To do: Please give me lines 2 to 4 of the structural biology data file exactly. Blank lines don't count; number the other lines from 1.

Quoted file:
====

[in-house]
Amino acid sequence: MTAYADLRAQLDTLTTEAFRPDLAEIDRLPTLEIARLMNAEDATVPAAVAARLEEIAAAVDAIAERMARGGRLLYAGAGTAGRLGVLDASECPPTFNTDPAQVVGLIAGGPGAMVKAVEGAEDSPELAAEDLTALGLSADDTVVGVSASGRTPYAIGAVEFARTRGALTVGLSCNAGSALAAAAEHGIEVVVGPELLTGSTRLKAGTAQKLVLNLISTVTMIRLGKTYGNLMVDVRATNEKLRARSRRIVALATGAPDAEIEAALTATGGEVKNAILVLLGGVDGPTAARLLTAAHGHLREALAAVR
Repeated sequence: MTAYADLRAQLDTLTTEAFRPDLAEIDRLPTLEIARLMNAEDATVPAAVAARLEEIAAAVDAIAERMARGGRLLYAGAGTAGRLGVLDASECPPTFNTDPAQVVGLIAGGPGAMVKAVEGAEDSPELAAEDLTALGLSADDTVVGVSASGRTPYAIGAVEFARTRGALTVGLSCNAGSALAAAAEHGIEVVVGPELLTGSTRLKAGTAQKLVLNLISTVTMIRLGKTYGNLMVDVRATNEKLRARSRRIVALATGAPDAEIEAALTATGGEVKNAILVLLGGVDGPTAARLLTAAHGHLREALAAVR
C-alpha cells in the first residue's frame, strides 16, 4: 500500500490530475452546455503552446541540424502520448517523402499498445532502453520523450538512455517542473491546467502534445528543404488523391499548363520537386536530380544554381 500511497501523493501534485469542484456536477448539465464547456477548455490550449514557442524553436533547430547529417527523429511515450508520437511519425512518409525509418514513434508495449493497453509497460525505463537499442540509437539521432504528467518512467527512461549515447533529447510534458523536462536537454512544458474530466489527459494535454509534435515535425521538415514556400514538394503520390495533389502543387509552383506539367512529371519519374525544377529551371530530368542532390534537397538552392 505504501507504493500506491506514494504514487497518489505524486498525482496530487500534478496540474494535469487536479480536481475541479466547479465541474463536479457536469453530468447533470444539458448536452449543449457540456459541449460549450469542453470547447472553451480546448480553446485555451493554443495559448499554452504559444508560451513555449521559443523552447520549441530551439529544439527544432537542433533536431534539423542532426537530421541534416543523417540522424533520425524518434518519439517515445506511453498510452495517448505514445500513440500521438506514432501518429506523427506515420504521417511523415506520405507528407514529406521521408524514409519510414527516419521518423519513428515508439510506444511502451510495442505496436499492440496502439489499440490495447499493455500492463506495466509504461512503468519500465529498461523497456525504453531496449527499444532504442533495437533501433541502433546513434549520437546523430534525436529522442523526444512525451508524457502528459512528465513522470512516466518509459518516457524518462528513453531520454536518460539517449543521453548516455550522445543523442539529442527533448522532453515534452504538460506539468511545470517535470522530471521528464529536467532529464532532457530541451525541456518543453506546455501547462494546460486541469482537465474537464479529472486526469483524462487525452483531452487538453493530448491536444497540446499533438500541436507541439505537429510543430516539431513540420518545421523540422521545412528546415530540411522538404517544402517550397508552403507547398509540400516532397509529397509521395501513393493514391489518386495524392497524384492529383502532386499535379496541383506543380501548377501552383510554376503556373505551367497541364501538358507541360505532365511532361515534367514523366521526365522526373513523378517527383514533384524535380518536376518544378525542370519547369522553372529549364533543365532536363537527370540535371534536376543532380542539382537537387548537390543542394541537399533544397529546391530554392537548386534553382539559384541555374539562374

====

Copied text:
Amino acid sequence: MTAYADLRAQLDTLTTEAFRPDLAEIDRLPTLEIARLMNAEDATVPAAVAARLEEIAAAVDAIAERMARGGRLLYAGAGTAGRLGVLDASECPPTFNTDPAQVVGLIAGGPGAMVKAVEGAEDSPELAAEDLTALGLSADDTVVGVSASGRTPYAIGAVEFARTRGALTVGLSCNAGSALAAAAEHGIEVVVGPELLTGSTRLKAGTAQKLVLNLISTVTMIRLGKTYGNLMVDVRATNEKLRARSRRIVALATGAPDAEIEAALTATGGEVKNAILVLLGGVDGPTAARLLTAAHGHLREALAAVR
Repeated sequence: MTAYADLRAQLDTLTTEAFRPDLAEIDRLPTLEIARLMNAEDATVPAAVAARLEEIAAAVDAIAERMARGGRLLYAGAGTAGRLGVLDASECPPTFNTDPAQVVGLIAGGPGAMVKAVEGAEDSPELAAEDLTALGLSADDTVVGVSASGRTPYAIGAVEFARTRGALTVGLSCNAGSALAAAAEHGIEVVVGPELLTGSTRLKAGTAQKLVLNLISTVTMIRLGKTYGNLMVDVRATNEKLRARSRRIVALATGAPDAEIEAALTATGGEVKNAILVLLGGVDGPTAARLLTAAHGHLREALAAVR
C-alpha cells in the first residue's frame, strides 16, 4: 500500500490530475452546455503552446541540424502520448517523402499498445532502453520523450538512455517542473491546467502534445528543404488523391499548363520537386536530380544554381 500511497501523493501534485469542484456536477448539465464547456477548455490550449514557442524553436533547430547529417527523429511515450508520437511519425512518409525509418514513434508495449493497453509497460525505463537499442540509437539521432504528467518512467527512461549515447533529447510534458523536462536537454512544458474530466489527459494535454509534435515535425521538415514556400514538394503520390495533389502543387509552383506539367512529371519519374525544377529551371530530368542532390534537397538552392 505504501507504493500506491506514494504514487497518489505524486498525482496530487500534478496540474494535469487536479480536481475541479466547479465541474463536479457536469453530468447533470444539458448536452449543449457540456459541449460549450469542453470547447472553451480546448480553446485555451493554443495559448499554452504559444508560451513555449521559443523552447520549441530551439529544439527544432537542433533536431534539423542532426537530421541534416543523417540522424533520425524518434518519439517515445506511453498510452495517448505514445500513440500521438506514432501518429506523427506515420504521417511523415506520405507528407514529406521521408524514409519510414527516419521518423519513428515508439510506444511502451510495442505496436499492440496502439489499440490495447499493455500492463506495466509504461512503468519500465529498461523497456525504453531496449527499444532504442533495437533501433541502433546513434549520437546523430534525436529522442523526444512525451508524457502528459512528465513522470512516466518509459518516457524518462528513453531520454536518460539517449543521453548516455550522445543523442539529442527533448522532453515534452504538460506539468511545470517535470522530471521528464529536467532529464532532457530541451525541456518543453506546455501547462494546460486541469482537465474537464479529472486526469483524462487525452483531452487538453493530448491536444497540446499533438500541436507541439505537429510543430516539431513540420518545421523540422521545412528546415530540411522538404517544402517550397508552403507547398509540400516532397509529397509521395501513393493514391489518386495524392497524384492529383502532386499535379496541383506543380501548377501552383510554376503556373505551367497541364501538358507541360505532365511532361515534367514523366521526365522526373513523378517527383514533384524535380518536376518544378525542370519547369522553372529549364533543365532536363537527370540535371534536376543532380542539382537537387548537390543542394541537399533544397529546391530554392537548386534553382539559384541555374539562374